America Will Lead the World to Peace 1
On May 3, 1912, ‘Abdul-Bahá met with visitors in the hotel’s ballroom throughout the day. If he was impressed, he failed to comment. There were more urgent things at hand.
‘Abdul-Bahá turned his attention once again to the war taking place in Libya. He painted an apocalyptic scene: “Observe what is taking place in Tripoli: men cutting each other into pieces, bombardment from the sea, attacks from the land and the hail of dynamite from the very heaven itself.”
The subject of war and peace has occupied much of ‘Abdu’l-Bahá’s time. He has become a well-known voice in the international peace movement. In fact one of the reasons for his trip to America is to speak at the Lake Mohonk Conference on International Arbitration on May 14.
‘Abdu’l-Bahá believes that the American nation is singly positioned to lead the world to peace:
Because I find the American nation so capable of achievement, and the American government the fairest of Western governments, its systems superior to others, my wish and hope is that the banner of peace may be raised first on this continent, that the standard of the Most Great Peace may here be unfurled. 2
‘Abdu’l-Bahá often walked in the morning and evening through Lincoln Park and through the zoo, taking the friends with Him and talking on the way, sometimes calling the friends to take photographs of Him. At times He picked up a stick as He walked, using it like a cane. The friends recalled how, as He stood seemingly absorbed in watching the polar bear, they tiptoed back out of camera rage as the photographer positioned himself for a profile view, without asking ‘Abdu’l-Bahá. But just as he was about to click the shutter, ‘Abdu’l-Bahá laughed and playfully hit him across the back of the neck with a light touch of the cane.
From the zoo He led the friends toward the lake, sat on a bench, motioned to the friends to do likewise, and discussed unity with them. He said,
Some of you may have observed that I have not called attention to any of your individual shortcomings, I would suggest to you , that if you shall be similarly considerate in your treatment of each other, it will be greatly conducive to the harmony of your association with each other… 3 4
Talk at Plaza Hotel, Chicago, Illinois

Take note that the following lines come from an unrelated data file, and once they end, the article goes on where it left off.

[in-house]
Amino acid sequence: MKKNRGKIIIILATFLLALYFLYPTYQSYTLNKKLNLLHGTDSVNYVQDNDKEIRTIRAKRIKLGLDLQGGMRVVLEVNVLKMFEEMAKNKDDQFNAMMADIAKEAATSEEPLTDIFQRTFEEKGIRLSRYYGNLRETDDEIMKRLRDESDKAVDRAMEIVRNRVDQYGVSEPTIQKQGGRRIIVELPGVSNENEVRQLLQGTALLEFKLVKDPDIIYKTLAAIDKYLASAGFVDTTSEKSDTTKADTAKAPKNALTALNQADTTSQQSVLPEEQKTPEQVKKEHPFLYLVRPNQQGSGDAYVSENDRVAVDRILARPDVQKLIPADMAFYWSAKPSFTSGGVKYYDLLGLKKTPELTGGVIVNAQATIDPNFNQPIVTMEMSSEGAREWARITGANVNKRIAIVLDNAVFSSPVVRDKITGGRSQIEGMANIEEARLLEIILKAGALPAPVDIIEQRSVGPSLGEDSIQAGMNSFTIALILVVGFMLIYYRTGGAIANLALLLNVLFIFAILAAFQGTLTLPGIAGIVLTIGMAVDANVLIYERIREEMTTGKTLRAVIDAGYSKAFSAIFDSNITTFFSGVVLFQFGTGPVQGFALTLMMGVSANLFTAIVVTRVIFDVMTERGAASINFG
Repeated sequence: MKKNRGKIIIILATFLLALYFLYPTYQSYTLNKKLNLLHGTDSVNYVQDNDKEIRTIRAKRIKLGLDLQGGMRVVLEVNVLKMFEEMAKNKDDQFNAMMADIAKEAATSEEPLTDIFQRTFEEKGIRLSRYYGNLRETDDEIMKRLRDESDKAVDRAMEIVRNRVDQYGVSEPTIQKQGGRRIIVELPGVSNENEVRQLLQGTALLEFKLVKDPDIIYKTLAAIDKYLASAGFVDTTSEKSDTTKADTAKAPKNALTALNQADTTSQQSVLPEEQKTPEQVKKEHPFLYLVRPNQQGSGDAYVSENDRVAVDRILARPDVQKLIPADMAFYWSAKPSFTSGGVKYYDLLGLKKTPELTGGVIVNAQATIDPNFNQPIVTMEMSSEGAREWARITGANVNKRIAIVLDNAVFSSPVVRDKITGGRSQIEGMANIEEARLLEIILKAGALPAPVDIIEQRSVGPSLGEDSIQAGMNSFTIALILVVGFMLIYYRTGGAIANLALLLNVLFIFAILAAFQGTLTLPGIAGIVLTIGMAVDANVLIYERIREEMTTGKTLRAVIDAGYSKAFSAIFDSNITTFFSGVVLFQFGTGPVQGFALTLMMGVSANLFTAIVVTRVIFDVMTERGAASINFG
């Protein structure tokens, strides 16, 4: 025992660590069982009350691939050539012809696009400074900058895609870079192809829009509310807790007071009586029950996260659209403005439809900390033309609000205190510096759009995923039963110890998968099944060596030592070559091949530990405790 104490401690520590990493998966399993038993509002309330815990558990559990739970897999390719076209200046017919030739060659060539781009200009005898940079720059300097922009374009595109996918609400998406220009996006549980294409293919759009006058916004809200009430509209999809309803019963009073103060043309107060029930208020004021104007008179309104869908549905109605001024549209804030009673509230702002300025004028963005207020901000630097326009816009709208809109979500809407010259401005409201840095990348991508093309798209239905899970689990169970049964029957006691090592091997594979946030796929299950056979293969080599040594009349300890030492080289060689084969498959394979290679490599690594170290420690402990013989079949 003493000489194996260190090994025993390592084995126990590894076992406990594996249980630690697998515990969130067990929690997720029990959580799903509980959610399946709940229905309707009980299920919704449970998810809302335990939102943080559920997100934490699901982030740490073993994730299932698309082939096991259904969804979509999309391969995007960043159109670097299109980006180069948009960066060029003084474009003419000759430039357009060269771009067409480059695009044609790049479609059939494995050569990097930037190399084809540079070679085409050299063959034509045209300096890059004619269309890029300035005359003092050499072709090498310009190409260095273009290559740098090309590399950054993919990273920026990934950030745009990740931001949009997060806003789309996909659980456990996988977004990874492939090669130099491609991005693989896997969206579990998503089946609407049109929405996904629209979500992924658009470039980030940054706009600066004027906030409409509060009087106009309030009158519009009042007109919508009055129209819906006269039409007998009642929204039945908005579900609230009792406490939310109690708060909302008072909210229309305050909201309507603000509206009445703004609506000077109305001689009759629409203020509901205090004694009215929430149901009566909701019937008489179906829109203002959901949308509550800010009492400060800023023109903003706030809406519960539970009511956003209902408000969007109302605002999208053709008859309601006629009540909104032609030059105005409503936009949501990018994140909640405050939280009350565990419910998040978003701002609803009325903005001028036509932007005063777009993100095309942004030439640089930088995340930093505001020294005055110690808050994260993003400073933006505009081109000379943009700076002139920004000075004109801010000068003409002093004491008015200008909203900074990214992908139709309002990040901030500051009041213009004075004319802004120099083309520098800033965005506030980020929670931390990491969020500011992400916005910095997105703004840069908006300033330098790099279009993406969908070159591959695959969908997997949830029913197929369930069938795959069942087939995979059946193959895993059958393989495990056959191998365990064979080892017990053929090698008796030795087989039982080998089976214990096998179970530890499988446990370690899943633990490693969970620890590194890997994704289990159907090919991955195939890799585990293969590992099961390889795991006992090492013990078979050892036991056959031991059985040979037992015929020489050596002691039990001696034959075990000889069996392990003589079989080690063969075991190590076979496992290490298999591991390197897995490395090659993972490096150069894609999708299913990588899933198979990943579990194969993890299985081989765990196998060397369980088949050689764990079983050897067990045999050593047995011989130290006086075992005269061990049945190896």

The Prophets of God are the first Educators. They bestow universal education upon man and cause him to rise from the lowest levels of savagery to the highest pinnacles of spiritual development. The philosophers, too, are educators along lines of intellectual training. At most, they have only been able to educate themselves and a limited number about them, to improve their own morals and, so to speak, civilize themselves; but they have been incapable of universal education. They have failed to cause an advancement for any given nation from savagery to civilization. 5
Friday, May 3, 1912
From early morning friends and inquirers visited ‘Abdu’l-Bahá in twos and threes, all profusely offering their thanks and praise for the favors they had received from Him.
Today the members of an association of Indians residing in Chicago, who had previously attended ‘Abdu’l-Bahá’s receptions, arrived as one body and after obtaining His permission, read Him an address of welcome:
“From the Society of Indians Residing in Chicago to His Holiness ‘Abdu’l-Bahá ‘Abbás. In the Name of God!
We, the members of the Society of Indians Residing in Chicago welcome you to this country. The Cause that has brought your Excellency to this country is most surely a source of honor and grace to us. Asia has always been the dawning-place of religions: Muhammad, Christ, Buddha and Confucius were born in that enlightened continent; and we confidently believe that at this time, too, Asia will again usher in the universal principles of accord. The Bahá’í Cause, like the Cause of the Buddha, will be a source of uniting nations and will be a fulfillment of the teachings of our forefathers. Although Asia presently is in a state of backwardness, we console ourselves with the thought that although we are lacking in material progress, yet, concerning spirituality, we are the pride of the world.